In his recent whiteboard presentation on Medicare, Mitt Romney made two basic claims that ought to be explored more fully. As you can see above, they are:
1.) President Obama proposes to cut $716 billion from Medicare for current seniors, while Romney proposes to cut nothing.
2.) President Obama’s approach would leave the Medicare trust fund bankrupt in 12 years, while the Romney approach would make the trust fund solvent and preserve the program for upcoming generations.
Let’s take a look at those assertions, in order:
1.) The $716 billion in reduced Medicare spending that Romney would “restore” would not go to Medicare beneficiaries, as he implies. The money also would not be used to extend the fiscal soundness of the Medicare trust fund. Much of it would go instead to higher Medicare reimbursement rates to doctors, hospitals and other health-care providers. In other words, Romney’s move would be good for stock prices, dividends and CEO salaries of drug companies, for-profit hospitals, etc., but the benefits to beneficiaries would be minimal.
In fact, sacrificing the cost reductions negotiated by the Obama administration wouldn’t merely add to the government’s cost, it would also end up costing Medicare beneficiaries money out of pocket. That’s because when costs to government go up, the share of payments that are shouldered by beneficiaries increases as well.
“Marilyn Moon, vice president and director of the health program at the American Institutes for Research, calculated that restoring the $716 billion in Medicare savings would increase premiums and co-payments for beneficiaries by $342 a year on average over the next decade; in 2022, the average increase would be $577,” the New York Times reports.
2.) Romney asserts that under current policy, the Medicare trust fund is scheduled to be empty by 2024. That is correct. However, by raising payments to Medicare providers by $716 billion — and remember, that’s exactly what he proposes to do — Romney would accelerate that bankruptcy by eight years, to 2016.
The only way to avoid that outcome would be to reduce benefits or raise premiums.
In the presentation above, Romney also asserts as fact that under his plan, the Medicare trust fund would be made solvent for future generations. Notably, he cites no evidence for that claim and no independent analysis to support it. He just states it as fact.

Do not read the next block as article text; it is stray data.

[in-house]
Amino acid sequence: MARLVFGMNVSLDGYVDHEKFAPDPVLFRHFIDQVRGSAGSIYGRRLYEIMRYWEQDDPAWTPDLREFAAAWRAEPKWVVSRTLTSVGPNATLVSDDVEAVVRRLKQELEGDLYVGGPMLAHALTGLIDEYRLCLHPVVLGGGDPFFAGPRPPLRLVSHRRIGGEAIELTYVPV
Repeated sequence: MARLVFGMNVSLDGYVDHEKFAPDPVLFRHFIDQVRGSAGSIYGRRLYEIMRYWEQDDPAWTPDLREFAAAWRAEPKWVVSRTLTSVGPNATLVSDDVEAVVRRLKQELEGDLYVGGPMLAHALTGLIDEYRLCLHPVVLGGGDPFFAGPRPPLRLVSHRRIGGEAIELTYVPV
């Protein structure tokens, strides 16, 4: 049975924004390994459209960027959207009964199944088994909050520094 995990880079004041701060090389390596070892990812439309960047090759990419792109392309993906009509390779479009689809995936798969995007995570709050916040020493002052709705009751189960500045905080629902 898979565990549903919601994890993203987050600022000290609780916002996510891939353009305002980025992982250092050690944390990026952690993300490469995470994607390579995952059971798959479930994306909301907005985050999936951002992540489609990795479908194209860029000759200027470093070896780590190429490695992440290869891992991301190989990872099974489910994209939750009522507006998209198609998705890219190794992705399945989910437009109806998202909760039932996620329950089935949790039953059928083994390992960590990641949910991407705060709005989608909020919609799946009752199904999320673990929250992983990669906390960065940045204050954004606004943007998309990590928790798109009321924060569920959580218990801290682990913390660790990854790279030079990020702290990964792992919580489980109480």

That’s because there is no evidence or analysis to support his claim. And there is no evidence or analysis because there is no plan in the first place. Romney has laid out only the barest of description about what he proposes to do. Essentially, he intends to give taxpayer-funded vouchers to senior citizens with which to purchase private health insurance.
As Romney explains the idea on his campaign website, “With insurers competing against each other to provide the best value to customers, efficiency and quality will improve and costs will decline. Seniors will be allowed to keep the savings from less expensive options or choose to pay more for costlier plans.”
In other words, Romney intends to solve Medicare by waving the magic wand of competition over the program. As a matter of ideology, it is consistent with Republican orthodoxy. The problem is that ideology is strongly refuted by actual real-life experience in this field.
If competition among insurers can actually drive down costs, as Romney hopes, why did private family health-insurance premiums jump by 113 percent between 2001 and 2011, according to the Kaiser Family Foundation? That’s more than four times the rate of overall inflation.
Romney’s bald claim that private-industry competition will drive down costs and make Medicare solvent is also undercut by the experience with Medicare Advantage, which he mentions in the presentation above.
Medicare Advantage was created in 1997 and expanded in 2003, and was designed to test Romney’s assertion. Basically, it offers seniors a voucher with which to buy Medicare-type coverage on the private market, the idea being that greater competition would drive more choice and more efficiency.
It hasn’t worked like that. On average, a Medicare Advantage plan today costs 12 percent more than traditional Medicare. The Obama administration proposes to end that subsidy — that savings is part of the contentious $716 billion — on the reasonable grounds that it is no longer sustainable.
In other words, when Romney argues that the Obama approach will end Medicare Advantage for 4 million Americans, he is correct. But the reason that he is correct undermines the entire basis of his Medicare proposal, as sketchy and incomplete as it is.
– Jay Bookman